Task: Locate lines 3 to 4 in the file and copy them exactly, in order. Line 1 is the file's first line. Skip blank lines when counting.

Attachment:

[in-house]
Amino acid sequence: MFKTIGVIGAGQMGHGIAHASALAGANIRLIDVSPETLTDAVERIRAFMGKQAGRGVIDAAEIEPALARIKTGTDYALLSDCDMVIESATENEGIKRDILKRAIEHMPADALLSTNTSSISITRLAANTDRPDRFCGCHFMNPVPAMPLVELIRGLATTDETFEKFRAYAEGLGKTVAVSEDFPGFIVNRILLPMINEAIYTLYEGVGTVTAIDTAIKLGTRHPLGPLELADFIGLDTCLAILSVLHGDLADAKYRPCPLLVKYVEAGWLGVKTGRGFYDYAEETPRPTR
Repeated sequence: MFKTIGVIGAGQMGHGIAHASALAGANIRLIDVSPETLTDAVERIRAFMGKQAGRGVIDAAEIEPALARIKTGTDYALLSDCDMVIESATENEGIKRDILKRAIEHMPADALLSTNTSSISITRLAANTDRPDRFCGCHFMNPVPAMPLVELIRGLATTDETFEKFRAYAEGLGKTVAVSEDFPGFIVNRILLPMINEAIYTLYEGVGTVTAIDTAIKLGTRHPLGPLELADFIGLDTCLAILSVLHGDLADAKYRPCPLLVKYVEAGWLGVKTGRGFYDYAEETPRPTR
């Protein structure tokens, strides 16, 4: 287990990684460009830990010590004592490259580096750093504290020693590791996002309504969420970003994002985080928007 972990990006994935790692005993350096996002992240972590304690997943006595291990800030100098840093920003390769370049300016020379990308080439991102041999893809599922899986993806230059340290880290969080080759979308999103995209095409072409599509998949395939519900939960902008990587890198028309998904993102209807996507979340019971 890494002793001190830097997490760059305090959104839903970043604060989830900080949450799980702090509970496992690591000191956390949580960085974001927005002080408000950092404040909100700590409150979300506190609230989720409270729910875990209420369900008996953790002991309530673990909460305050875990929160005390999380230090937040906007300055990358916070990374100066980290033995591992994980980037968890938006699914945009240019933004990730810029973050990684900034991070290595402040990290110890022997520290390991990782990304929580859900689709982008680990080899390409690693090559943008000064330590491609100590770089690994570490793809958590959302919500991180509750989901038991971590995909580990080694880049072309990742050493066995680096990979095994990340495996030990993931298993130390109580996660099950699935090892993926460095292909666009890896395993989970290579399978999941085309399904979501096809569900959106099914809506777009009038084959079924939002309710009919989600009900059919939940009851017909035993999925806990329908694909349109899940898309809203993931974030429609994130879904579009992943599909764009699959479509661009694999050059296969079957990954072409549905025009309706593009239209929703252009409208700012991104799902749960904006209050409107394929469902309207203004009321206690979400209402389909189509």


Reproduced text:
Repeated sequence: MFKTIGVIGAGQMGHGIAHASALAGANIRLIDVSPETLTDAVERIRAFMGKQAGRGVIDAAEIEPALARIKTGTDYALLSDCDMVIESATENEGIKRDILKRAIEHMPADALLSTNTSSISITRLAANTDRPDRFCGCHFMNPVPAMPLVELIRGLATTDETFEKFRAYAEGLGKTVAVSEDFPGFIVNRILLPMINEAIYTLYEGVGTVTAIDTAIKLGTRHPLGPLELADFIGLDTCLAILSVLHGDLADAKYRPCPLLVKYVEAGWLGVKTGRGFYDYAEETPRPTR
């Protein structure tokens, strides 16, 4: 287990990684460009830990010590004592490259580096750093504290020693590791996002309504969420970003994002985080928007 972990990006994935790692005993350096996002992240972590304690997943006595291990800030100098840093920003390769370049300016020379990308080439991102041999893809599922899986993806230059340290880290969080080759979308999103995209095409072409599509998949395939519900939960902008990587890198028309998904993102209807996507979340019971 890494002793001190830097997490760059305090959104839903970043604060989830900080949450799980702090509970496992690591000191956390949580960085974001927005002080408000950092404040909100700590409150979300506190609230989720409270729910875990209420369900008996953790002991309530673990909460305050875990929160005390999380230090937040906007300055990358916070990374100066980290033995591992994980980037968890938006699914945009240019933004990730810029973050990684900034991070290595402040990290110890022997520290390991990782990304929580859900689709982008680990080899390409690693090559943008000064330590491609100590770089690994570490793809958590959302919500991180509750989901038991971590995909580990080694880049072309990742050493066995680096990979095994990340495996030990993931298993130390109580996660099950699935090892993926460095292909666009890896395993989970290579399978999941085309399904979501096809569900959106099914809506777009009038084959079924939002309710009919989600009900059919939940009851017909035993999925806990329908694909349109899940898309809203993931974030429609994130879904579009992943599909764009699959479509661009694999050059296969079957990954072409549905025009309706593009239209929703252009409208700012991104799902749960904006209050409107394929469902309207203004009321206690979400209402389909189509």